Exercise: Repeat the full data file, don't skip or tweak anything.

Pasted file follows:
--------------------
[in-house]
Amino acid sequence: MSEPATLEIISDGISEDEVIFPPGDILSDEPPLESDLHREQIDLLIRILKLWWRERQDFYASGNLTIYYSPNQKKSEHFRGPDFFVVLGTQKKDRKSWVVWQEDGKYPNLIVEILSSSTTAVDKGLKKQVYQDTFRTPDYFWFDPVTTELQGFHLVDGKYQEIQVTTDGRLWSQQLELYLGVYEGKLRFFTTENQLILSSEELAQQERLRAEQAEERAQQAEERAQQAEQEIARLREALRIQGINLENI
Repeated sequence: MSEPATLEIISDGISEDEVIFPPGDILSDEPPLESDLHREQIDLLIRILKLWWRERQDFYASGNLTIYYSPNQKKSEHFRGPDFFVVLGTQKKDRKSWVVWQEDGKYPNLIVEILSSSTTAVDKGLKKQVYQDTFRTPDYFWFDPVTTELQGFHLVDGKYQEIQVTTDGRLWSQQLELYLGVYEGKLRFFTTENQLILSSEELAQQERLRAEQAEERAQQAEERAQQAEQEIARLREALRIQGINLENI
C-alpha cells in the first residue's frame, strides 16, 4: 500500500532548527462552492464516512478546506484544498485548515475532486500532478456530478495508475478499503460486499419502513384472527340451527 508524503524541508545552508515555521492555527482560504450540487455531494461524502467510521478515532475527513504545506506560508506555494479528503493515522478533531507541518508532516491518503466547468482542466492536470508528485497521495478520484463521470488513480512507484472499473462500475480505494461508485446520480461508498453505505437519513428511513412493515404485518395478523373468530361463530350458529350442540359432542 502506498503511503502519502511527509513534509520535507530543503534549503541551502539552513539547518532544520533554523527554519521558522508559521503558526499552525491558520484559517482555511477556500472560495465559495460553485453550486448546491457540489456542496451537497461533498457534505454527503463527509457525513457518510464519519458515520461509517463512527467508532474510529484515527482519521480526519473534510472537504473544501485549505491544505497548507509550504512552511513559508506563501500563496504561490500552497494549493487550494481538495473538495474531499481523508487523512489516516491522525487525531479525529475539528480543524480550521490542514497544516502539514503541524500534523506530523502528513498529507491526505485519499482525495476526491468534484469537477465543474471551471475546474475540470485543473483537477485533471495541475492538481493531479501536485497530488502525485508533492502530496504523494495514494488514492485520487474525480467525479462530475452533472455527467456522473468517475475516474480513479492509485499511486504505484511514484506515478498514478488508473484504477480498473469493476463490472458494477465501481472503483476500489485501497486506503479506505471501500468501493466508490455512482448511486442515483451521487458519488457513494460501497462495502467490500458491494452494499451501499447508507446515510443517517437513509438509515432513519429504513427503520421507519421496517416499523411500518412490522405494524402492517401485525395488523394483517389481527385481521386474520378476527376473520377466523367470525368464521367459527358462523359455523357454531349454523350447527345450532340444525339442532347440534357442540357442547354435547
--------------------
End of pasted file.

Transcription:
[in-house]
Amino acid sequence: MSEPATLEIISDGISEDEVIFPPGDILSDEPPLESDLHREQIDLLIRILKLWWRERQDFYASGNLTIYYSPNQKKSEHFRGPDFFVVLGTQKKDRKSWVVWQEDGKYPNLIVEILSSSTTAVDKGLKKQVYQDTFRTPDYFWFDPVTTELQGFHLVDGKYQEIQVTTDGRLWSQQLELYLGVYEGKLRFFTTENQLILSSEELAQQERLRAEQAEERAQQAEERAQQAEQEIARLREALRIQGINLENI
Repeated sequence: MSEPATLEIISDGISEDEVIFPPGDILSDEPPLESDLHREQIDLLIRILKLWWRERQDFYASGNLTIYYSPNQKKSEHFRGPDFFVVLGTQKKDRKSWVVWQEDGKYPNLIVEILSSSTTAVDKGLKKQVYQDTFRTPDYFWFDPVTTELQGFHLVDGKYQEIQVTTDGRLWSQQLELYLGVYEGKLRFFTTENQLILSSEELAQQERLRAEQAEERAQQAEERAQQAEQEIARLREALRIQGINLENI
C-alpha cells in the first residue's frame, strides 16, 4: 500500500532548527462552492464516512478546506484544498485548515475532486500532478456530478495508475478499503460486499419502513384472527340451527 508524503524541508545552508515555521492555527482560504450540487455531494461524502467510521478515532475527513504545506506560508506555494479528503493515522478533531507541518508532516491518503466547468482542466492536470508528485497521495478520484463521470488513480512507484472499473462500475480505494461508485446520480461508498453505505437519513428511513412493515404485518395478523373468530361463530350458529350442540359432542 502506498503511503502519502511527509513534509520535507530543503534549503541551502539552513539547518532544520533554523527554519521558522508559521503558526499552525491558520484559517482555511477556500472560495465559495460553485453550486448546491457540489456542496451537497461533498457534505454527503463527509457525513457518510464519519458515520461509517463512527467508532474510529484515527482519521480526519473534510472537504473544501485549505491544505497548507509550504512552511513559508506563501500563496504561490500552497494549493487550494481538495473538495474531499481523508487523512489516516491522525487525531479525529475539528480543524480550521490542514497544516502539514503541524500534523506530523502528513498529507491526505485519499482525495476526491468534484469537477465543474471551471475546474475540470485543473483537477485533471495541475492538481493531479501536485497530488502525485508533492502530496504523494495514494488514492485520487474525480467525479462530475452533472455527467456522473468517475475516474480513479492509485499511486504505484511514484506515478498514478488508473484504477480498473469493476463490472458494477465501481472503483476500489485501497486506503479506505471501500468501493466508490455512482448511486442515483451521487458519488457513494460501497462495502467490500458491494452494499451501499447508507446515510443517517437513509438509515432513519429504513427503520421507519421496517416499523411500518412490522405494524402492517401485525395488523394483517389481527385481521386474520378476527376473520377466523367470525368464521367459527358462523359455523357454531349454523350447527345450532340444525339442532347440534357442540357442547354435547